The next moment made the whole trip for me. It ran right at us, stopped, and started making little mumbling sounds at us. It was adorable to watch it run around. It quickly ran back into the grass only to emerge onto a large sand pile a few moments later. Then its friend showed up on another sand pile and began to make the “bob-WHITE!” call. The original Bobwhite wasn’t too happy with the other’s appearance though, because it ran down the sand pile and waddled straight down the path until we couldn’t see it anymore (I couldn’t help but think of Forrest Gump, “Run, Bobwhite, Run!” hahaha :-P). The Bobwhites were really amusing, and a fun way to end our Cape May trip.

Male Northern Bobwhite (Image by BirdNation)



2017 Birding Vacation! Part 2

(This is Part 2 of the post “2017 Birding Vacation!”. If you’d like to read Part 1 of our trip, click this link)

We had a blast birding in Maryland at Pickering Creek Audubon Center and checking out the National Aquarium, but the fun wasn’t over yet. The following day Dave and I drove into Delaware to go birding at Bombay Hook National Wildlife Refuge.

Bombay Hook is a 16,251 acre wildlife refuge located on the coast of Delaware near Delaware Bay. The refuge is mainly tidal salt marshes, but also features freshwater impoundments as well as upland habitats. Bombay Hook is a sanctuary and breeding ground for migratory birds as well as a variety of other animals. Spring at the refuge features the large concentration of shorebirds as well as warblers.

We arrived at the visitor center in the morning to a flurry of bird activity. There was a Purple Martin colony and the feeders were busy with House Finches, American Goldfinches, and sparrows. One particular male House Finch was more of an orange shade than red. Plumage (feathers) can vary in color based on diet, so if a finch is lacking certain nutrients it may be orange or yellowish. There was a short loop behind the center where we saw Indigo Buntings, Blue Grosbeaks, Yellow Warblers, woodpeckers, and a few Northern Mockingbirds. We even saw a cute immature Mockingbird.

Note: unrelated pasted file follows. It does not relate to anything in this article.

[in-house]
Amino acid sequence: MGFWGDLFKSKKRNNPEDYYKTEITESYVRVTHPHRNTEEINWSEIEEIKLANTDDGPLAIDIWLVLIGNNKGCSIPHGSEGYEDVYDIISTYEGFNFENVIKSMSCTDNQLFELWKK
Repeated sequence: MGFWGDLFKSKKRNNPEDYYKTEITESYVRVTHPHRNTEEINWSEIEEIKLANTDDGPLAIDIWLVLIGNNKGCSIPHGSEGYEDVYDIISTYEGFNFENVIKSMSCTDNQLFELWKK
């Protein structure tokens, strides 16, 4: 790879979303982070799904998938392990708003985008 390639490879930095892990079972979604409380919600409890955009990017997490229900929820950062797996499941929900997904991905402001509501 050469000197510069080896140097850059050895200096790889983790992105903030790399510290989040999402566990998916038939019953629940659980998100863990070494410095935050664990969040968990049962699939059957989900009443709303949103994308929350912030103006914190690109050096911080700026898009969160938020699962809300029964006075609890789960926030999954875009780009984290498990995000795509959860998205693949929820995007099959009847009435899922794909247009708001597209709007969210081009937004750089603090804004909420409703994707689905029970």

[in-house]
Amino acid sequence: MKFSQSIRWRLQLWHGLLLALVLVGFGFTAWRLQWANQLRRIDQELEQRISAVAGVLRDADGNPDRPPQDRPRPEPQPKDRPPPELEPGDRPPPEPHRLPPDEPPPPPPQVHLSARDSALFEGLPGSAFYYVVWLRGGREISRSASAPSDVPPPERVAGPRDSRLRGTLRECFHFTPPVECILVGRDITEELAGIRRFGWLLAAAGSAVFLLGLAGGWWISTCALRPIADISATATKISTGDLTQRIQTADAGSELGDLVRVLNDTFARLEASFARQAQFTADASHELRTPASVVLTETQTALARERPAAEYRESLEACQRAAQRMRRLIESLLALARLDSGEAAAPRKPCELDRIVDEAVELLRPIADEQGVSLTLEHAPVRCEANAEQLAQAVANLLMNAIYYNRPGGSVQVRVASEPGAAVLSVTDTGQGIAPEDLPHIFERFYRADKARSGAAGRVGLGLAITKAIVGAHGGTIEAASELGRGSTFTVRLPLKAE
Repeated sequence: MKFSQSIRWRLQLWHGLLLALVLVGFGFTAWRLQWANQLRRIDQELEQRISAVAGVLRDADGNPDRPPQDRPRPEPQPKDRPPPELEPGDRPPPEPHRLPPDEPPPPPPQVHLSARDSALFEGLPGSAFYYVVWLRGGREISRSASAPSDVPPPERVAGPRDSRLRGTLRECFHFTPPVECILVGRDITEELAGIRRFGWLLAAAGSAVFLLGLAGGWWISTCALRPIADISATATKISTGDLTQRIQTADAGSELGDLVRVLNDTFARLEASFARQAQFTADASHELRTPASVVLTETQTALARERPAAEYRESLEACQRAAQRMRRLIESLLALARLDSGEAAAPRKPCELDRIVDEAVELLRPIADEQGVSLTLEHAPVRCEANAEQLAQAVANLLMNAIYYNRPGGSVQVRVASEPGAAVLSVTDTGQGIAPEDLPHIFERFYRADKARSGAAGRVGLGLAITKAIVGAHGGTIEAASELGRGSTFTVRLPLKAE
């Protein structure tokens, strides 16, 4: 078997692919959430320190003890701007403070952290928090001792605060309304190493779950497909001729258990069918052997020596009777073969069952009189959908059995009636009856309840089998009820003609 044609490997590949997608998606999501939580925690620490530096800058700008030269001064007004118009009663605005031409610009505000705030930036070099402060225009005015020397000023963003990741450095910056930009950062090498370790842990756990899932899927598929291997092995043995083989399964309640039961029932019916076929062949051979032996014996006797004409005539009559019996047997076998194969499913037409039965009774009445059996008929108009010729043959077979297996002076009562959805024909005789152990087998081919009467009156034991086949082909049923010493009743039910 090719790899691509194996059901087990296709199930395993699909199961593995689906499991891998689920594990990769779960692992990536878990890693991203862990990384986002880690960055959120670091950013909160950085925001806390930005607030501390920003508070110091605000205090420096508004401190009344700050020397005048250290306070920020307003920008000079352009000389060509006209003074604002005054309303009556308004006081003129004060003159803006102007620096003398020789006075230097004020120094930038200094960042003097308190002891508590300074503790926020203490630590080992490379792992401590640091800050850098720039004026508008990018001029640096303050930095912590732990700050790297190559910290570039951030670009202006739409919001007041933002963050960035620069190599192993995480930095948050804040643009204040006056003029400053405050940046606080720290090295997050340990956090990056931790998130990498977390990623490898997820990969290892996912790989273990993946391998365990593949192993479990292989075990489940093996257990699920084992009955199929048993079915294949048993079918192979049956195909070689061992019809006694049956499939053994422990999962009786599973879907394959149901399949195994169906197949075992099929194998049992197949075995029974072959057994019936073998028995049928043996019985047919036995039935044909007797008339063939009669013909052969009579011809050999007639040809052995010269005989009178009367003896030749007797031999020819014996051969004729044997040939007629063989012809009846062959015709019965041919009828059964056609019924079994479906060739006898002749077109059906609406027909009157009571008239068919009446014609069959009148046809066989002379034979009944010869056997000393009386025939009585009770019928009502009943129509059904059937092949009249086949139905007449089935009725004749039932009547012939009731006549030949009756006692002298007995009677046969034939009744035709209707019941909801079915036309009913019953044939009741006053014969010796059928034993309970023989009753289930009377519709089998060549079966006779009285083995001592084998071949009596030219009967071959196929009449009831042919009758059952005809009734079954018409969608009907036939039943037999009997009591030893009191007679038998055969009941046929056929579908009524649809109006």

Like Edwin B. Forsythe NWR, there is a wildlife drive that winds through the marsh and upland habitats. The drive begins at the Raymond Pool, which has a short Boardwalk Trail and an observation tower. Out in the pool there was a huge flock of Semipalmated Sandpipers, Short-billed Dowitchers, a Semipalmated Plover, Dunlins, a Solitary Sandpiper, and the bird I’ve been waiting for: the American Avocet. When I was planning our vacation and saw that we could see Avocets at Bombay Hook I knew we had to go. These elegant birds have long legs, rusty-colored necks, and a long upturned bill. They were beautiful to see in person.


On the other side of the pool we found some Snow Geese, Laughing Gulls, terns, Great Blue Herons, Great Egrets, Red-winged Blackbirds, Double-crested Cormorants, and Common Yellowthroats. This trip was the first time that I’ve seen Dunlins in their breeding plumage. When they visit New Jersey in the winter they lack their large black belly spot, so it was cool to see them in breeding mode. A juvenile Bald Eagle appeared and picked up a dead bird that was nearby. We knew it was a juvenile because it was all brown and lacked the white head/tail feathers. It was one of 4 Bald Eagles we saw during the trip.

The Boardwalk Trail looped around a small section of the marsh, and there were Marsh Wrens everywhere. We see Marsh Wrens at Boundary Creek in the summer, but this trail was cool because you were on eye level with them. Marsh Wrens buzz around the cattails and reeds with their tails cocked up while making an elaborate, gurgling rattle. We weren’t able to get any good pictures since they were usually deep in the reeds, but we did get one of their nests. On the boardwalk we also saw Eastern Kingbirds, a female Northern Harrier, Tree Swallows, and Barn Swallows.